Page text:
How directly applicable to population of the guideline?Children had mean ages of 8 years and 5 months to 9 years and 5 months.
Internal ValidityResults presented from Cochrane as presented in graph in paper. Unclear allocation concealment.
Reference number 54Study TypeRandomised Controlled TrialRID: 450
Nawaz S;Griffiths P;Tappin D;
Parent-administered modified dry-bed training for childhood nocturnal enuresis: Evidence for superiority over urine-alarm conditioning when delivery factors are controlled
200217Behavioral Interventionspgs 247 260
Number of subjects36 in total, 12 in each group
Inclusion/Exclusion Criteria:Inclusion: functional NE defined in DSM-IV (aged over 5 years, wet at least 2 times a week for 3 months, NE not due to primary medical or physiological pathology), aged between 7–12 years, attending a mainstream school, wetting 4 or more nights a week, no forseen domestic distruption during treatment time, readiness to be involved in trial
Exclusion: diurnal enuresis or encopresis, bedwetting secondary to organic or psychiatric disorder and those unwilling to cooperate
Characteristics of subjects or envirmonment/prognostic factorIn group A (DBT with alarm) the mean age was 9.93 years (1.81 SD), 50% were male, the mena baseline number of wet nights per week was 5.58 (1.31 SD), The mean deprivation category (0–7) was 4.67 (2.15 SD)
In group B (alarm) the mean age was 9.93 years (1.99 SD), 50% were male, the mena baseline number of wet nights per week was 5.50 (1.45 SD), The mean deprivation category (0–7) was 4.75 (1.91 SD)
In group C (control) the mean age was 9.84 years (1.84 SD), 50% were male, the mena baseline number of wet nights per week was 5.92 (1.08 SD), The mean deprivation category (0–7) was 5.75 (1.71 SD)
Recruitment:From nine health centres (GPs, GP nurses, health visitors, community paediatricians)
Setting:Scotland, UK, treatment at home
Interventions/Test/Factor being investigatedGroup A: DBT with alarm
Group B: alarm
Grou C: control group - no treatment
ComparitorsBetween groups A, B and C
Length of Study/Follow-up6 months
Outcome measures studiesdry for 14 consecutive nights, mean number of wet nights, relapse
ResultsDry bed training included: waking schedule, retention control training, positive practice and cleanliness training
Patients were treated for 16 weeks or until dry
Dry for 14 consecutive nights:
In group A (DBT with alarm) 8 out of 12 children (67%) became dry for 14 nights compared to 3 out of 12 children (25%) in group B (alarm) and 1 out of 12 children (8%) in group C (control). This difference was significant (p<0.01)
Mean number of wet nights:
The mean number of wet nights per week at the end of treatment was 0.83 (sd 1.4) for children who had DBT with an alarm; for children who had an alarm the mean number of wet nights was 3.25 (sd 2.67) and for children in the control group (waiting list) the mean number of wet nights was 5 (sd 2.26)
Relapse:
At 3 month follow up, no children had relapsed. At 6 month follow up 1 out of 4 children in group A (DBT with alarm) and 1 out of 9 children in group B (alarm) had relapsed), both children were wetting 3 nights a week.
FundingNone reported
Does the study answer the question?The study showed that DBT with alarm was significantly more effective at achieving 14 dry nights compared to alarm alone and no treatment. The study also showed that DBT with alarm had a greater reduction in the mean number of wet nights compared to alarm alone and no treatment.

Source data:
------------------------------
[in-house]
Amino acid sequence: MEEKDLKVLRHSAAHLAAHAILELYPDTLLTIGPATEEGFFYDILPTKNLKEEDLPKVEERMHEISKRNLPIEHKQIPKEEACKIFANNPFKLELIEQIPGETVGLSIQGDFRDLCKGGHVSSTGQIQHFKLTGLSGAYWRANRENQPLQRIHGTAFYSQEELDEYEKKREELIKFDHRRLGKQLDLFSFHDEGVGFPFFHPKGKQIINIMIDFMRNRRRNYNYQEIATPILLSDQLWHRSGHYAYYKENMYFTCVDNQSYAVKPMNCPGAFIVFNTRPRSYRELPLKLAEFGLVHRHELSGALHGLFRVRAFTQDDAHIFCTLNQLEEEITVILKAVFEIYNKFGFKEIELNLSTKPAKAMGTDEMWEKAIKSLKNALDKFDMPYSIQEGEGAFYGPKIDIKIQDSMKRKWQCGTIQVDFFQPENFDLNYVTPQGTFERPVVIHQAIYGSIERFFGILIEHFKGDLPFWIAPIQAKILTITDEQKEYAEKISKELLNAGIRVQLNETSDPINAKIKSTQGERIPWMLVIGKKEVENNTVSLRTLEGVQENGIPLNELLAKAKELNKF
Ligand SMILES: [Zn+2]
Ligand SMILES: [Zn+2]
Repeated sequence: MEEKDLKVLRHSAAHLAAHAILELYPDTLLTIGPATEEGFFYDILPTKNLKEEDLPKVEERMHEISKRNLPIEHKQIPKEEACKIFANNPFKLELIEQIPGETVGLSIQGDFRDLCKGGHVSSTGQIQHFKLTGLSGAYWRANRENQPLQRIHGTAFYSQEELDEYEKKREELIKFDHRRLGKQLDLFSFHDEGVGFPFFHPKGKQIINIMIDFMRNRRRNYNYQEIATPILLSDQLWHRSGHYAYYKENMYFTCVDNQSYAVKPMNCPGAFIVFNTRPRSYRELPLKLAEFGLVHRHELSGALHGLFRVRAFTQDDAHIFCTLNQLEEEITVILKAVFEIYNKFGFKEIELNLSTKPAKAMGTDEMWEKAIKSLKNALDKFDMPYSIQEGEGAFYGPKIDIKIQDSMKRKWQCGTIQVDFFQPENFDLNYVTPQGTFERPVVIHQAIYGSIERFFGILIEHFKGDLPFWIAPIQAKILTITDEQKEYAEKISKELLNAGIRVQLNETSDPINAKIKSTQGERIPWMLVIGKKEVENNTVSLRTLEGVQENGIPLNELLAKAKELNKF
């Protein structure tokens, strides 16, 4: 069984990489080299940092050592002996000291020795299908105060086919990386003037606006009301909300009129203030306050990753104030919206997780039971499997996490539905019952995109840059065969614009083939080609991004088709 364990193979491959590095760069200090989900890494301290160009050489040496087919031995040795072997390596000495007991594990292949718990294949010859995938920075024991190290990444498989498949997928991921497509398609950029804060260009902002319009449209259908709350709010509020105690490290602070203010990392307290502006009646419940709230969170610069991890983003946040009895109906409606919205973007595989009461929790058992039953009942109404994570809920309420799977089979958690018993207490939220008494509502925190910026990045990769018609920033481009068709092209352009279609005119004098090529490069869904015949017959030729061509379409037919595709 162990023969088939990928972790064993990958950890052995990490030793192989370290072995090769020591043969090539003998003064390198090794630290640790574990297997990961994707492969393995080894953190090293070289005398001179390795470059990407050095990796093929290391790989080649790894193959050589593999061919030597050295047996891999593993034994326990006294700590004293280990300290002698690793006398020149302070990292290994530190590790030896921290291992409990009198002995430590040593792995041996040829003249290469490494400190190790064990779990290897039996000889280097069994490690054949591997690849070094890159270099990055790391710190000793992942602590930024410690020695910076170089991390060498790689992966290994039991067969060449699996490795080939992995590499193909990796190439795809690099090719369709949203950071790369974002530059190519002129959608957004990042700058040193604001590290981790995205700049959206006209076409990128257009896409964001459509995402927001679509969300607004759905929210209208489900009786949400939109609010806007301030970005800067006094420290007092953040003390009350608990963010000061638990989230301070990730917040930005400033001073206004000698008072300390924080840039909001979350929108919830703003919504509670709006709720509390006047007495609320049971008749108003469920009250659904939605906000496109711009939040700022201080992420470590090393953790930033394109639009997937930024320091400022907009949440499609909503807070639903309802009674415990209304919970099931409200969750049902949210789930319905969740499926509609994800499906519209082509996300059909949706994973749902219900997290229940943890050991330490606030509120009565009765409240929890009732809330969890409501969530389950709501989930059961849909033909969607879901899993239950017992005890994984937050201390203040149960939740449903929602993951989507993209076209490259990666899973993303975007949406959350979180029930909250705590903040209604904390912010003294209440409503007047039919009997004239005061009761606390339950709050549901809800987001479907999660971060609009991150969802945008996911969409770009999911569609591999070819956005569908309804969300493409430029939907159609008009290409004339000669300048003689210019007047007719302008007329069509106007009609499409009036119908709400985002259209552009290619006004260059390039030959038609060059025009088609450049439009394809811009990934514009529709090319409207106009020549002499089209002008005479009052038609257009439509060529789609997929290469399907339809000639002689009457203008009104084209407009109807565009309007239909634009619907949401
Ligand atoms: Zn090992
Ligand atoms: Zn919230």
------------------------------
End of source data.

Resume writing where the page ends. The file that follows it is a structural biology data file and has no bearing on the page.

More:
Effect due to factor in study?Yes (NB there is a 15% spontaneous cure rate assoicated with NE)
Consistency of results with other studies?Similar results to other studies comparing DBT with alarm alarm to alarms and control group
How directly applicable to population of the guideline?The age range was 7–12 years
Internal ValidityUnclear allocation concealment
Grading:1−Meta-analyses, systematic reviews of RCTs, or RCTs with a high risk of bias*
Reference number 371Study TypeRandomised Controlled TrialRID: 446
Bollard J;Nettelbeck T;
A comparison of dry-bed training and standard urine-alarm conditioning treatment of childhood bedwetting
198119Behav Res Therpgs 215 226
Number of subjects120 children, 82 males and 38 females. 20 in each group
Inclusion/Exclusion Criteria:Inclusion: through medical examination, wet at least 1 night a week, no other treatment during study
Exclusion: organic causes of NE
Characteristics of subjects or envirmonment/prognostic factorIn group A (DBT with therapist in home) had a mean age of 9.3 years and 14 were male, the baseline mean number of wet nights was 5.8.
In group B (DBT with therapist in hospital) had a mean age of 8.11 years and 13 were male, the baseline mean number of wet nights was 5.2.
In group C (DBT with parents as therapist in home) had a mean age of 9.7 years and 16 were male, the baseline mean number of wet nights was 6.0.
In group D (DBT with parents as therapist in home without alarm) had a mean age of 8.6 years and 14 were male, the baseline mean number of wet nights was 5.7.
In group E (alarm) had a mean age of 8.8 years and 14 were male, the baseline mean number of wet nights was 6.0.
In group F (waiting list) had a mean age of 8.1 years and 1 were male, the baseline mean number of wet nights was 4.7.
Recruitment:Children who were outpatients of the Adelaide Children's Hospital.
Setting:Outpatient service of Adelaide Children's Hospital
Interventions/Test/Factor being investigatedGroup A: DBT with therapist in home
Group B: DBT with therapist in hospital
Group C: DBT with parents as therapist in home
Group D: DBT with parents as therapist in home without alarm
Group E: Alarm
Group F: Waiting list
ComparitorsBetween treatment groups
Length of Study/Follow-upFollowup at 3, 6 and 12 months
Outcome measures studies14 consecutive dry nights, mean number of wet nights per week at the end of week 20, relapses